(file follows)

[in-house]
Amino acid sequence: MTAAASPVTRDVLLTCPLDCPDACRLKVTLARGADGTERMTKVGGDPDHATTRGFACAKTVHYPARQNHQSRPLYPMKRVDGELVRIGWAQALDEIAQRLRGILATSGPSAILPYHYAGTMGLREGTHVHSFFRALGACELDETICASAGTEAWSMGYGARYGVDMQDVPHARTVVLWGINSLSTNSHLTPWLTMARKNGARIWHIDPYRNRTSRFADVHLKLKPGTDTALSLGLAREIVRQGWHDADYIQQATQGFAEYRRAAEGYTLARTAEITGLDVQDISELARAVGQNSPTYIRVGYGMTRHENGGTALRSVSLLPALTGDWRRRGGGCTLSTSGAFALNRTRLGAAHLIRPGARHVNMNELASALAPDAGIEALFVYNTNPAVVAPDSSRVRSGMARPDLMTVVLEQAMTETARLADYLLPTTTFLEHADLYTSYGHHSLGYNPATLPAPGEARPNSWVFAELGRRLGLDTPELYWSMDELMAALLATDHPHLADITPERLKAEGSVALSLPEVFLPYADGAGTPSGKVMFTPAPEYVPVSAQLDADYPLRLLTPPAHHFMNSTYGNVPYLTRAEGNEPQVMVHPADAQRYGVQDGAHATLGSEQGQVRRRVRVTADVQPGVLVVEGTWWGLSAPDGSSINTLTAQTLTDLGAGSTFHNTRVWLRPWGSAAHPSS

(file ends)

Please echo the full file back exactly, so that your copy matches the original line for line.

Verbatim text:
[in-house]
Amino acid sequence: MTAAASPVTRDVLLTCPLDCPDACRLKVTLARGADGTERMTKVGGDPDHATTRGFACAKTVHYPARQNHQSRPLYPMKRVDGELVRIGWAQALDEIAQRLRGILATSGPSAILPYHYAGTMGLREGTHVHSFFRALGACELDETICASAGTEAWSMGYGARYGVDMQDVPHARTVVLWGINSLSTNSHLTPWLTMARKNGARIWHIDPYRNRTSRFADVHLKLKPGTDTALSLGLAREIVRQGWHDADYIQQATQGFAEYRRAAEGYTLARTAEITGLDVQDISELARAVGQNSPTYIRVGYGMTRHENGGTALRSVSLLPALTGDWRRRGGGCTLSTSGAFALNRTRLGAAHLIRPGARHVNMNELASALAPDAGIEALFVYNTNPAVVAPDSSRVRSGMARPDLMTVVLEQAMTETARLADYLLPTTTFLEHADLYTSYGHHSLGYNPATLPAPGEARPNSWVFAELGRRLGLDTPELYWSMDELMAALLATDHPHLADITPERLKAEGSVALSLPEVFLPYADGAGTPSGKVMFTPAPEYVPVSAQLDADYPLRLLTPPAHHFMNSTYGNVPYLTRAEGNEPQVMVHPADAQRYGVQDGAHATLGSEQGQVRRRVRVTADVQPGVLVVEGTWWGLSAPDGSSINTLTAQTLTDLGAGSTFHNTRVWLRPWGSAAHPSS